Parkers overall rating: 3.5 out of 5 3.5
  • Two diesels, one petrol at the core of the model range
  • AMGs come in various flavours, all hot
  • Plug-in hybrid offers 27-miles of battery-only range

The Mercedes-Benz GLC Coupe is very on-trend, offering petrol, diesel, performance and plug-in hybrid versions.

>> We rate the best hybrid SUVs for 2020

Plug-in hybrid added in 2020

Newest model in the GLC Coupe range is the plug-in hybrid version, the GLC 300 e. It shares its PHEV tech with the E 300 e model, and that means it packs a 13.5kWh battery for the hybrid system. Mercedes-Benz says it's good for 24-27 miles of pure electric range, which means it lags someway behind rivals from BMW and Land Rover. An on-board 7.4kW charger means that wallbox charging takes around two hours at 7kWh or five hours with a domestic three-pin plug.

Performance looks useful – it has a combined petrol/electric power output of 320hp, which results in a 0-62mph time of 5.7s and a maximum speed of 143mph. There's oodles of pulling power, too, with 700Nm of torque, which helps the GLC 300 e Coupe to a towing capacity of 2,000kg.

Petrol GLC Coupe – 300, AMG 43 and 63

A 2.0-litre petrol badged as GLC 300 Coupe is your only non-AMG offering if you want a petrol version. It’s capable of 0-62mph in 6.3 seconds and produces 262hp. It's a mild hybrid, which uses a combination starter/alternator unit that, while not capable of running the car on electric power alone, aids the engine’s response at low rpm. It also allows the stop/start to cut in sooner, saving fuel.

Next up, there are the flagship AMG models – the GLC 43, 63 and 63 S. The smaller engine is a 3.0-litre, which packs a useful 390hp. Performance is a step up from the 300, with a 0-62mph time of 4.9 seconds and a limited maximum speed of 155mph.

Topping the GLC Coupe range is the AMG 63. With 4.0-litres, eight cylinders, and twin turbos, it's pretty special. It develops 476hp in regular 63 form, and 510hp in the S. The 63 S hits 62mph from rest in 3.8 seconds, and while the top speed is limited to 155mph it can be raised to 174mph if the optional Driver’s Package is specced.

The 4.0-litre V8 is everything you’d hope – incredibly potent, with an amazing soundtrack and excellent response from the throttle. We’d definitely rank the AMG GLC models as equals to the Alfa Romeo Stelvio Quadrifoglio or Jaguar F-Pace SVR.

Diesel engines

There are two diesels to choose from – the 220 d and 300 d. Both are the same 2.0-litre four-cylinder turbos, but with two different power outputs. The 220 d develops 194hp and is good for a top speed of 134mph. The 245hp 300 d is another quick SUV, with a 0-62mph time of 6.5 seconds.

Neither diesel is particularly refined, and you'll never forget it's fuelled at the black pump. It has a clattery, metallic soundtrack at low revs, but at least it's quiet inside because it's well insulated. Despite the lack of refinement, there's no denying that the GLC Coupe is a relaxing long-distance tourer.

All GLC Coupes regardless engine have a nine-speed automatic gearbox and 4Matic four-wheel drive, though AMG cars receive an uprated transmission to cope with all that power.


  • Sportier to drive than the regular GLC
  • Air Body Control suspension a worthwhile option
  • Not especially capable off-road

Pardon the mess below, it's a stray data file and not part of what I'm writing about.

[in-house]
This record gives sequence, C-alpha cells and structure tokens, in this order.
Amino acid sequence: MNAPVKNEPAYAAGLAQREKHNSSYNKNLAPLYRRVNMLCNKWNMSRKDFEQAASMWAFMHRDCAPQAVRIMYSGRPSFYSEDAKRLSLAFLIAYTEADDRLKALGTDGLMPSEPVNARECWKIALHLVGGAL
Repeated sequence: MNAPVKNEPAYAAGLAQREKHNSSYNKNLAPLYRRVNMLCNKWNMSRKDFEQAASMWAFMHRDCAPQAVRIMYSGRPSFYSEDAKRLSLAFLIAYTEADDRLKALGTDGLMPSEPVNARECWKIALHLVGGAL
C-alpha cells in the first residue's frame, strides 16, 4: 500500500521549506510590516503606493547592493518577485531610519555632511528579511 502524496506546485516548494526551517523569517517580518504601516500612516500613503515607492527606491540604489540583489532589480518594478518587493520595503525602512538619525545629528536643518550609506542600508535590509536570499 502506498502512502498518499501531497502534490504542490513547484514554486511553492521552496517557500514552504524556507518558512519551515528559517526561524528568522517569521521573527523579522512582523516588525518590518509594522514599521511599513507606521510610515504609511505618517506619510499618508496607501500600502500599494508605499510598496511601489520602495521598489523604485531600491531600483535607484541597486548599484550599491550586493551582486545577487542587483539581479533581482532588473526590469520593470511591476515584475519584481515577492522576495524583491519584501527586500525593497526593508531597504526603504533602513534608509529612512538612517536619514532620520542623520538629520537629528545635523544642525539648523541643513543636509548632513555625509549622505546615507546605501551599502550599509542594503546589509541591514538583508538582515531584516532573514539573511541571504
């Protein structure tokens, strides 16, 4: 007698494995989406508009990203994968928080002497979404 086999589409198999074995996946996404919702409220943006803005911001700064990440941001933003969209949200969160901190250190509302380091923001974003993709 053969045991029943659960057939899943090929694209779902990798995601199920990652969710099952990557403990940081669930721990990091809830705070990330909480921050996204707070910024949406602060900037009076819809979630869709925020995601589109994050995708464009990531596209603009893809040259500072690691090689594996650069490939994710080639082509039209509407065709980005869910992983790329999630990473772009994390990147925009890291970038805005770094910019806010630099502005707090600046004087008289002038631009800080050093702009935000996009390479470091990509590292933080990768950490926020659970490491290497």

Mercedes-Benz GLC Coupe (2020) driving

Make no mistake: the Mercedes-Benz GLC Coupe is a sportier car than its SUV stablemate. As standard the GLC Coupe comes with a lowered sports suspension arrangement regardless of trim level – while on its SUV sibling, this comes as standard only in AMG Line guise.

We’ve only driven the Coupe on its optional air springs (detailed below) but previously sampled the standard sports set-up in the SUV, and found it a little firm and unforgiving on the UK’s pock-marked roads. However, it is undeniably capable of containing body roll when cornering briskly, and it rides adequately well on longer motorway slogs.

Optional Air Body Control suspension

Mercedes-Benz GLC Coupe (2020) cornering

As the name implies, the Air Body Control air-sprung suspension system replaces conventional metal coils with flexible pods compressing the gas within. Not only that, but it’s adaptable, too.

Many cars come with adaptive suspension settings these days and on several it’s difficult to feel any perceptible change. Not so with Mercedes’ system.

Accessible through the Dynamic Select controller – which also varies other parameters such as throttle and transmission response as well as steering weighting – the firmness of the suspension can be varied from Comfort at the softer end of the scale, through Sport and Sport+ at its firmest.

Comfort is sublime at soaking up all manner of ruts and bumps, isolating driver and passengers from the road, and allowing the GLC to float and roll a little more through bends. One word of caution from experiences of other Mercedes models fitted with such systems – that floatiness can make those prone to travel sickness feel on the woozy side when left in Comfort.

Flick it into Sport and it remains comfortable but you’re significantly more aware of the road’s imperfections, albeit with their sharpness dulled by the suspension. It feels tauter and much more at home threading its way around winding ribbons of asphalt.

If you only specify one extra-cost option for the GLC Coupe, ensure it is Air Body Control.

Limited off-roading capabilities

Despite its elevated ride height and standard four-wheel drive, the GLC Coupe is not a bona fide off-roader. Best to think of it as something that will cope with forest tracks and green lanes more than a car in which to scale majestically rocky landscapes.

Four-wheel drive does come to the fore on-road, though, the extra security of the additional traction allowing the GLC Coupe to corner quickly without feeling as though you’re on the edge of adhesion.